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Rolf C. Syertsen 1896-1960
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Rolf C. Syvertsen 1896-1960
Rolf Christian Syvertsen's path to a position at the center of the Dartmouth Medical School solar system was an eccentric one.
He was born on March 22, 1896, in Taunton, Mass., the second son in a family of five children. Two of his siblings died at an early age-one of meningitis and the other from a lightning strike. Sy's father, a heating and ventilation engineer, intended for his son to attend the Massachusetts Institute of Technology (where young Rolf had already been accepted) until he visited Dartmouth to consult on some heating problems in College buildings. The senior Syvertsen was so impressed by Dartmouth-especially the Outing Club, which he felt would be beneficial for his 100-pound son-that he redirected his son northward.
Rolf Syvertsen matriculated at Dartmouth in September 1914, electing to major in premedical studies and to minor in English, economics, and psychology (could he have foreseen that he would be not only a doctor, but also secretary of the Medical School, an administrator, and a student counselor?). He was active in the Dartmouth Outing Club and on the track team.
Sy's studies were interrupted by war when, in the spring of 1917, he enlisted in the army. He served in the 301st Field Signal Battalion and had risen to the rank of sergeant first class by the time of his discharge in May 1919. This was the first of only two departures from Dartmouth for Sy, and he was back finishing his undergraduate work and beginning his medical studies later that year. However, it took him four years to complete the two-year DMS program, as he was also holding down several jobs. While still a student, he was also an instructor in biology and evolution. He also worked in a laboratory and served as an assistant to both the registrar and the dean of the College. In his final year as a student, Sy lived rent-free in the College Observatory in exchange for taking instrument readings twice a day.
In 1923, when he graduated from DMS, Sy was the only member of his class who did not transfer to another medical school to complete his medical degree. He stayed behind to teach anatomy and serve as the secretary of the Medical School. He had chosen his life's work but was in the unusual position of teaching M.D. candidates while he himself still did not hold an M.D. But for Sy, the degree was less important than his dedication to the students and the School. These years saw the birth of Syvertsen the concerned administrator and teacher, who has assumed such large proportions in the memories of alumni.
Sy took his second leave from Dartmouth in 1930 to finally finish his M.D. at Rush Medical College in Chicago. In 1932, he was awarded a four-year certificate, as Rush withheld the degree until a year of internship had been completed. The problem for Sy was that DMS Dean John Bowler could not spare him from his teaching duties to do an internship. Not until 1935 was he able to move down the street to Mary Hitchcock and spend a year as an intern. On June 16, 1936, after he had been teaching anatomy to medical students for 13 years, Rush awarded him his degree, and Rolf C. Syvertsen could add M.D. after his name.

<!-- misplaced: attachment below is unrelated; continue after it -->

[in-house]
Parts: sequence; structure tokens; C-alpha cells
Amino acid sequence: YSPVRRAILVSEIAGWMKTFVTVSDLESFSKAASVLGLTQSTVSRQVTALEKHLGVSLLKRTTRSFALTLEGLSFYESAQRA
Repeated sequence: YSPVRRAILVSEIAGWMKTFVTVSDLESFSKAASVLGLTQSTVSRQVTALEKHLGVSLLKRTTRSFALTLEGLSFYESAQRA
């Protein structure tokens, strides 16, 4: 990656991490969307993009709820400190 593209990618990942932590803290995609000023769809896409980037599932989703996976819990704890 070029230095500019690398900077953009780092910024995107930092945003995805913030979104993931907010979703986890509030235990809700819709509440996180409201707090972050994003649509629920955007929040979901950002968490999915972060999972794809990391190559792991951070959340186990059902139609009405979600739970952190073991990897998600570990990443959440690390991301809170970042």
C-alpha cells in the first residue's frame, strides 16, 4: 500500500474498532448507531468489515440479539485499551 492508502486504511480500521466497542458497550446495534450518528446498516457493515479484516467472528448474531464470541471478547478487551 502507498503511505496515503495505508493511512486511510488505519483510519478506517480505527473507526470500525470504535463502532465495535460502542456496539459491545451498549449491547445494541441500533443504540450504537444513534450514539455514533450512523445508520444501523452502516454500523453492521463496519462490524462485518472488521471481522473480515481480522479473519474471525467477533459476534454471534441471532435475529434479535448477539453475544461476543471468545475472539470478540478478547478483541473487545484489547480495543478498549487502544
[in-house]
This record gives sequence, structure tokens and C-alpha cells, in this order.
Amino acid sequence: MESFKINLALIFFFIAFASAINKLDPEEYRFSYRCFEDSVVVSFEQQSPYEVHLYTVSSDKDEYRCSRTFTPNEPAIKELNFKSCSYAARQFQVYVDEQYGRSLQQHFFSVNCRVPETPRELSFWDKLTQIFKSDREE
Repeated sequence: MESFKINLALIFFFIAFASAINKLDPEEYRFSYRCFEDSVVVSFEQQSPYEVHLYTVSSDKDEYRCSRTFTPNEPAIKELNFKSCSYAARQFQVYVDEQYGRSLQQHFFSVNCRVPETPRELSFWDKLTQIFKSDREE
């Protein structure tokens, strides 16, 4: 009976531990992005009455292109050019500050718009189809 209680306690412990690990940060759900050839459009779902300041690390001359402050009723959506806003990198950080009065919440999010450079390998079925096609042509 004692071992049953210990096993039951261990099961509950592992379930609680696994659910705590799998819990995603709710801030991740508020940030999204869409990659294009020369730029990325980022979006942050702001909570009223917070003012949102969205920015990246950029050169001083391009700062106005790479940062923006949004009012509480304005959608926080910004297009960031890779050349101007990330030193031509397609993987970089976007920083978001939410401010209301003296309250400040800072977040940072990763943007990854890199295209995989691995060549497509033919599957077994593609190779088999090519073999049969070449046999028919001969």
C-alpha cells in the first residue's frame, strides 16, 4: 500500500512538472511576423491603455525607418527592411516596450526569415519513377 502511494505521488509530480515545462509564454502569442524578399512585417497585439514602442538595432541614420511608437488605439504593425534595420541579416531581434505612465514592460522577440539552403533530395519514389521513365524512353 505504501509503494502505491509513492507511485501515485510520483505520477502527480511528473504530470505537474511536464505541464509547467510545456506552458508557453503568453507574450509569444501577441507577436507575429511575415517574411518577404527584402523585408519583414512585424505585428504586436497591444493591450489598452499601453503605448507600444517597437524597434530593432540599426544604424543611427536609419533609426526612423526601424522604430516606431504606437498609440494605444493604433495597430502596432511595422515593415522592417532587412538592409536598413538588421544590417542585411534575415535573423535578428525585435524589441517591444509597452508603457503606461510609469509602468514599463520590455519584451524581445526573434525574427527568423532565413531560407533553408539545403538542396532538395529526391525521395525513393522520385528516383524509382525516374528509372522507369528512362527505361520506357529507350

Except for that one-year stint as a lowly intern, Sy never practiced medicine. He was now an assistant professor of anatomy and Dean Bowler's right hand. Over the next 10 years, Sy inexorably settled into a central position at DMS and in the town of Hanover. In 1935, he had married Margaret Huntley Gordon, a native of Nova Scotia and a dietician at Mary Hitchcock. They had five daughters, one of whom died in infancy. The Syvertsens bought a homestead in Etna, and Sy became active in many groups, including the American Legion, the Dartmouth German Club, the DOC's Cabin and Trail Club, the Dartmouth Scientific Association, the Hanover Finance Committee, the St. Thomas Church choir, and the Hanover Volunteer Fire Department. A town proclamation issued at the time of Sy's death declared him "one of Hanover's most beloved citizens."
There was very little that went on in the town, the Hospital, the Medical School, or the College that Sy was not a part of. By 1938, he was a full professor, and, in 1945, he succeeded John Bowler as dean of Dartmouth Medical School. Sy also took upon himself the role of advisor to all Dartmouth College premeds. This meant that every student who passed through Dartmouth en route to a medical career met with Sy and had his course in life touched by that interaction.
The remaining years of Sy's career and life were uneventful. Biography thus becomes a weaker device for illuminating his character, and memory more potent. Sy remained at DMS and concentrated on laying the groundwork for his students' careers. It was his personal touch with students, strengthened by his many years of devotion to them, that lies at the root of all the memories alumni cherish to this day. Each person who knew him remembers something of his unique character. His untimely death in an automobile accident in 1960 ended the story of his life, but didn't end the myriad other stories in which he played a formative role-those represented by the lives of his students, friends, and colleagues. The memory of Dr. Syvertsen has a living influence still.
Text excerpts from
Rolf Christian Syertsen:
A Tribute to a Mentor
Published by the Dartmouth Medical School
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